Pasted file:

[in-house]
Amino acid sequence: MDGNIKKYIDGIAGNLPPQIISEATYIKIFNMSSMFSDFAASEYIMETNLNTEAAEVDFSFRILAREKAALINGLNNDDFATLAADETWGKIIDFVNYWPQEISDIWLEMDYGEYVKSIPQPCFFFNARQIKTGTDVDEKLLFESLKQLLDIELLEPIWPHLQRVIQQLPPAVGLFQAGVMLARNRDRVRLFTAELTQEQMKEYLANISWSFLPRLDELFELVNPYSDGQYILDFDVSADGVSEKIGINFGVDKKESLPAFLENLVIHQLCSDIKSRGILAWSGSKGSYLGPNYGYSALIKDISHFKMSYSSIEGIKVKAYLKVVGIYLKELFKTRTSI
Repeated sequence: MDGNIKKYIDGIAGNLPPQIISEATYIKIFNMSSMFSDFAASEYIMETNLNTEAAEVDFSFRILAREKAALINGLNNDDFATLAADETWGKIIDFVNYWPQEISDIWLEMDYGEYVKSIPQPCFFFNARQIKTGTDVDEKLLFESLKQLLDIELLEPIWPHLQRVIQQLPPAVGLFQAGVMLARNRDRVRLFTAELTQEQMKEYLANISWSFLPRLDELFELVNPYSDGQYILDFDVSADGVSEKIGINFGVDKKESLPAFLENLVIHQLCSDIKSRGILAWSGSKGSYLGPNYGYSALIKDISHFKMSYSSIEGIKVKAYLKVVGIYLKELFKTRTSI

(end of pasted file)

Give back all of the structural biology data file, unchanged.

[in-house]
Amino acid sequence: MDGNIKKYIDGIAGNLPPQIISEATYIKIFNMSSMFSDFAASEYIMETNLNTEAAEVDFSFRILAREKAALINGLNNDDFATLAADETWGKIIDFVNYWPQEISDIWLEMDYGEYVKSIPQPCFFFNARQIKTGTDVDEKLLFESLKQLLDIELLEPIWPHLQRVIQQLPPAVGLFQAGVMLARNRDRVRLFTAELTQEQMKEYLANISWSFLPRLDELFELVNPYSDGQYILDFDVSADGVSEKIGINFGVDKKESLPAFLENLVIHQLCSDIKSRGILAWSGSKGSYLGPNYGYSALIKDISHFKMSYSSIEGIKVKAYLKVVGIYLKELFKTRTSI
Repeated sequence: MDGNIKKYIDGIAGNLPPQIISEATYIKIFNMSSMFSDFAASEYIMETNLNTEAAEVDFSFRILAREKAALINGLNNDDFATLAADETWGKIIDFVNYWPQEISDIWLEMDYGEYVKSIPQPCFFFNARQIKTGTDVDEKLLFESLKQLLDIELLEPIWPHLQRVIQQLPPAVGLFQAGVMLARNRDRVRLFTAELTQEQMKEYLANISWSFLPRLDELFELVNPYSDGQYILDFDVSADGVSEKIGINFGVDKKESLPAFLENLVIHQLCSDIKSRGILAWSGSKGSYLGPNYGYSALIKDISHFKMSYSSIEGIKVKAYLKVVGIYLKELFKTRTSI